The powershell scripts and template is there on the github link.

[Parameter(Position = 0, Mandatory = $True, HelpMessage = 'CSV file')]
[Parameter(Position = 1, Mandatory = $false, HelpMessage = 'Put Credentials')]
#MFA Account for Azure AD Account
[Parameter(Position = 2, Mandatory = $false, HelpMessage = 'MFA enabled?')]
[Parameter(Position = 3, Mandatory = $false, HelpMessage = 'Azure AD Group Name')]
Function Install-AzureAD {
Set-PSRepository -Name PSGallery -Installation Trusted -Verbose:$false
Install-Module -Name AzureAD -AllowClobber -Verbose:$false
Try {
$CSVData = @(Import-CSV -Path $FilePath -ErrorAction Stop)
Write-Verbose "Successfully imported entries from $FilePath"
Write-Verbose "Total no. of entries in CSV are : $($CSVData.count)"
Catch {
Write-Verbose "Failed to read from the CSV file, PS $FilePath Exiting!"
Try {
Import-Module -Name AzureAD -ErrorAction Stop -Verbose:$false | Out-Null
Catch {
Write-Verbose "Azure AD PowerShell Module not found…"
Write-Verbose "Installing Azure AD PowerShell Module…"
Try {
Write-Verbose "Connecting to Azure AD…"
if ($MFA) {
Connect-AzureAD -TenantId efcb2733-e012-4628-bae4-a96147285b5a -ErrorAction Stop | Out-Null
Else {
Connect-AzureAD -TenantId efcb2733-e012-4628-bae4-a96147285b5a
Catch {
Write-Verbose "Cannot connect to Azure AD. Please check your credentials. Exiting!"
Foreach ($Entry in $CSVData) {
# Verify that mandatory properties are defined for each object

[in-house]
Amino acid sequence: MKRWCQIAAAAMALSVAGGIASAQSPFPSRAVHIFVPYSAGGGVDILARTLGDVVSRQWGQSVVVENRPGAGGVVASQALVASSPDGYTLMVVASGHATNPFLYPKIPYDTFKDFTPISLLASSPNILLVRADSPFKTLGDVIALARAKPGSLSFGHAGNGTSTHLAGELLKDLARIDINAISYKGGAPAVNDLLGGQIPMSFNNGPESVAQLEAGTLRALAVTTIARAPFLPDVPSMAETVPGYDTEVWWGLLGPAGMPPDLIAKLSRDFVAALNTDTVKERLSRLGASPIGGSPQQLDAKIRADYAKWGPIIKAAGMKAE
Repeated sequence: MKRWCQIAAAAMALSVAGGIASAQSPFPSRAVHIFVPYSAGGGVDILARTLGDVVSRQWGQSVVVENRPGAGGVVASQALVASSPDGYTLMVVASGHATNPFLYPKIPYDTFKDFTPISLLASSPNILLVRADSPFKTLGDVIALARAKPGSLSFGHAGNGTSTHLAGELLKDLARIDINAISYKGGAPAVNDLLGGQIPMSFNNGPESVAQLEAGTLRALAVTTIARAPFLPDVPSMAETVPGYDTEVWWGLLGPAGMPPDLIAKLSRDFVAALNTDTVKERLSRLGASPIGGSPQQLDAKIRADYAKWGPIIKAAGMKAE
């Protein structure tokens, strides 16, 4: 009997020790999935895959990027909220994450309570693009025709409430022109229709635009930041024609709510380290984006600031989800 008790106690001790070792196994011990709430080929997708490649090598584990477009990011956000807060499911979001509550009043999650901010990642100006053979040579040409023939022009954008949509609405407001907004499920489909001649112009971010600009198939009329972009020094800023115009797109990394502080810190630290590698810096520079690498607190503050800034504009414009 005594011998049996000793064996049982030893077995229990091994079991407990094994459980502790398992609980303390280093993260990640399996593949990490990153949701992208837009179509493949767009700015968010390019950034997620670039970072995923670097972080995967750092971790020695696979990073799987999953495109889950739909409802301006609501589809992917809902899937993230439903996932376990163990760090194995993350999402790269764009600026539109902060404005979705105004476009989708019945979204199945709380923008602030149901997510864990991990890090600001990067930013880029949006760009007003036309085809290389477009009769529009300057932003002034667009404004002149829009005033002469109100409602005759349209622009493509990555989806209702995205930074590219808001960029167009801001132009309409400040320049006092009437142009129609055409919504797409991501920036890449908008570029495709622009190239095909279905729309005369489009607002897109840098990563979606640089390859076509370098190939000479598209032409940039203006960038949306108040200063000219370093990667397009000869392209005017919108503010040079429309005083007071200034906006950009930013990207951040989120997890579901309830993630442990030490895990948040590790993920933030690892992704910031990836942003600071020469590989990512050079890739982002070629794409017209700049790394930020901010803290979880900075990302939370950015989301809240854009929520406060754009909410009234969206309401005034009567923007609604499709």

$DisplayName = $Entry.DisplayName
$MailNickName = $Entry.MailNickName
$UserPrincipalName = $Entry.UserPrincipalName
$Password = $Entry.PasswordProfile
If (!$DisplayName) { Write-Warning '$DisplayName is not provided. Continue to the next record' Continue } If (!$MailNickName) { Write-Warning '$MailNickName is not provided. Continue to the next record' Continue } If (!$UserPrincipalName) { Write-Warning '$UserPrincipalName is not provided. Continue to the next record' Continue } If (!$Password) { Write-Warning "Password is not provided for $DisplayName in the CSV file!" $Password = Read-Host -Prompt "Enter desired Password" -AsSecureString $BSTR = [System.Runtime.InteropServices.Marshal]::SecureStringToBSTR($Password) $Password = [System.Runtime.InteropServices.Marshal]::PtrToStringAuto($BSTR) $PasswordProfile = New-Object -TypeName Microsoft.Open.AzureAD.Model.PasswordProfile $PasswordProfile.Password = $Password $PasswordProfile.EnforceChangePasswordPolicy = 1 $PasswordProfile.ForceChangePasswordNextLogin = 1 } Else { $PasswordProfile = New-Object -TypeName Microsoft.Open.AzureAD.Model.PasswordProfile $PasswordProfile.Password = $Password $PasswordProfile.EnforceChangePasswordPolicy = 1 $PasswordProfile.ForceChangePasswordNextLogin = 1 } Try { New-AzureADUser -DisplayName $DisplayName ` -AccountEnabled $true ` -MailNickName $MailNickName ` -UserPrincipalName $UserPrincipalName ` -PasswordProfile $PasswordProfile ` -City $Entry.City ` -Country $Entry.Country ` -Department $Entry.Department ` -JobTitle $Entry.JobTitle ` -Mobile $Entry.Mobile | Out-Null Write-Verbose "$DisplayName : AAD Account is created successfully!" If ($AadGroupName) { Try { $AadGroupID = Get-AzureADGroup -SearchString "$AadGroupName" } Catch { Write-Error "$AadGroupName : does not exist. $_" Break } $ADuser = Get-AzureADUser -ObjectId "$UserPrincipalName" Add-AzureADGroupMember -ObjectId $AadGroupID.ObjectID -RefObjectId $ADuser.ObjectID Write-Verbose "Assigning the user $DisplayName to Azure AD Group $AadGroupName" } } Catch { Write-Error "$DisplayName : Error occurred $_" }